Snapping turtle nesting on the roadside

Our Ontario turtles are semi-aquatic; while they spend a lot of time in the water, they also travel on land a lot too.  They will be on the move any time from April to October, although the busiest time for them is May and June.  Both males and females travel, and both are equally vulnerable to road mortality (the OTCC consistently sees 50:50 males to females in all species except the map turtle).

Females travel the most in June, as this is their most important time for laying eggs.  They look for appropriate sites to lay their eggs, and often travel large distances to find them.  Each species has their own preference and preferred time for laying eggs.  Laying eggs involves the female digging a hole (very slowly, in true turtle style!) and depositing the eggs, and then covering them up. There is no parental care of the eggs beyond this, and the hatchlings are on their own to find their way to water. Unfortunately, they don’t always choose the best site…

Turtle eggs act as food for a great many wild species, and only a very small percent (less than 1%) ever make into the population.  In fact, it takes about 59 years for a snapping turtle to have a hope of replacing itself in the population, since they mature so late, and so few eggs survive!

While populations can sustain this loss of eggs and hatchlings when no other unnatural threats are placed on them, all of our Ontario species are now considered Species at Risk, due to the many human-related threats.  As a result, they need all the help they can get to attempt to offset this.  Many conservation initiatives are underway across the province, to help tip the balance back and allow populations to survive.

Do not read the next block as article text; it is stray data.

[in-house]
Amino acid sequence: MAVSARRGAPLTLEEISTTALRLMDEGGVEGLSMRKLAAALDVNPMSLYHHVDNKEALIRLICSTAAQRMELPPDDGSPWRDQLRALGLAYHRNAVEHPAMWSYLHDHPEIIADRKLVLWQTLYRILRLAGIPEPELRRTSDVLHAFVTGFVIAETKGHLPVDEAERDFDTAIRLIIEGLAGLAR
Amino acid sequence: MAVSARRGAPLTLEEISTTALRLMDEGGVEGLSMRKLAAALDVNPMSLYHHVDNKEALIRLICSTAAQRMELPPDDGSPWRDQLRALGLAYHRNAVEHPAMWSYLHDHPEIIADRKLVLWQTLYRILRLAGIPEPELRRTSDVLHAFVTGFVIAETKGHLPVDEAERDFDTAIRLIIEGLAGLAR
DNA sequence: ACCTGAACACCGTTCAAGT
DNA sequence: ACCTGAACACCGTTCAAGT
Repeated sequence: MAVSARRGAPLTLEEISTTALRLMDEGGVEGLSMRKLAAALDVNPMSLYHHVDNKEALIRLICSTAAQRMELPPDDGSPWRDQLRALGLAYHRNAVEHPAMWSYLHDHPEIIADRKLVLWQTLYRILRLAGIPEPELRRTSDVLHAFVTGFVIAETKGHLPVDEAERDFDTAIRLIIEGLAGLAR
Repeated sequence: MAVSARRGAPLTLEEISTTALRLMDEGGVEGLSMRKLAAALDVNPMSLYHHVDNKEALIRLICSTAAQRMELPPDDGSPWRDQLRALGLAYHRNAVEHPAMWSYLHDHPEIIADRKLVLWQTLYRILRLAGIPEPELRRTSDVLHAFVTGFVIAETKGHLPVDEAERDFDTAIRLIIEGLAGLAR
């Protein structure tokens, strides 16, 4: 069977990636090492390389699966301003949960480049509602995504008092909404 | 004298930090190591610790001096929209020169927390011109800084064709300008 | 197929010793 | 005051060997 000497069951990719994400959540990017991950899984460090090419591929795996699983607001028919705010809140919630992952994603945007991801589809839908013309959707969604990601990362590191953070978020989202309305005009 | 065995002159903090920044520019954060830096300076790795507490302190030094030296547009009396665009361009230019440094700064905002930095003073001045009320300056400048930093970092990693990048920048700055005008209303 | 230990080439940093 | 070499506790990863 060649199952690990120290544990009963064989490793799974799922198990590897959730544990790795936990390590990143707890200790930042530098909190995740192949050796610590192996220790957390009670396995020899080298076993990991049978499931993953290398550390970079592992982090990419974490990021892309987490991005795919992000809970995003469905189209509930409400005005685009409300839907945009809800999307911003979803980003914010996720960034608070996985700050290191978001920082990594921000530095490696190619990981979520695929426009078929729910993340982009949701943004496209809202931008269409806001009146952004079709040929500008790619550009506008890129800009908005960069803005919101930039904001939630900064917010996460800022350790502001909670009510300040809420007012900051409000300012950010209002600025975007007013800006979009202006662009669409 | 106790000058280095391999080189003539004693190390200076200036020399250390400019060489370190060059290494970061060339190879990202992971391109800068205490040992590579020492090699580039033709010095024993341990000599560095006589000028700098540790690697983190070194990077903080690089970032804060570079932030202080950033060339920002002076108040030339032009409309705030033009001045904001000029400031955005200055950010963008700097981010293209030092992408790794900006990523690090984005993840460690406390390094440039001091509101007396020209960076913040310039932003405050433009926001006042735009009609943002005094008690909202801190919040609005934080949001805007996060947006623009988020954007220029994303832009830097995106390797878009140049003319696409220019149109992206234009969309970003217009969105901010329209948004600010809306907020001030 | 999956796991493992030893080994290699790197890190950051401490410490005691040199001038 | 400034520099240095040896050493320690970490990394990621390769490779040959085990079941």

While protection of the adults is obviously the most important conservation initiative, additional programs also can help to augment populations.

Blanding’s turtle laying eggs

Nest Protection

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Nest protection programs are underway by biologists across the province, to increase the survival of the eggs, and hatchlings.  It is not legal to disturb or interfere with a natural nest in any way, without the appropriate permits through the Ministry of Natural Resources and Forestry (MNRF).  However, the MNRF does allow nest protection on private property, carried out by the property owner.

If property owners decide to do this, it is very important that no harm is done in the process- eggs and hatchlings can be put under even more risk, with improper nest protection devices.

Since most of our Ontario species of turtles have  “temperature dependent sex determination” i.e. the temperature of incubation affects the sex of the turtles, it is very important that the temperature of the nest is not interfered with, by materials that shade the site.

OTCC sells these nest protectors, for pickup only. Call us at 705-745-7530 to place your order.

How to Make a Turtle Nest Protector:

You can make a nest protector using a wood frame with narrow-gage mesh (sometimes called carpenter’s cloth), staked securely into the ground.

IT IS VERY IMPORTANT THAT THERE ARE ESCAPE ROUTES CUT OUT OF THE FRAME. Without these, the hatchlings have no means to escape after hatching, and can quickly die.

1. A wooden frame is made and covered with wire mesh.
2. The escape routes cut into the wooden frame must be big enough for the turtles to leave once hatched.
3. Stake the device as shown to prevent movement of the nest cage by a predator. Make sure the stakes do not disturb the nest itself!

Remember: Do NOT dig up the nest if you do not see signs of hatchlings emerging. Many clutches hatch and the hatchlings remain in the nest over the winter, and only emerge in the spring!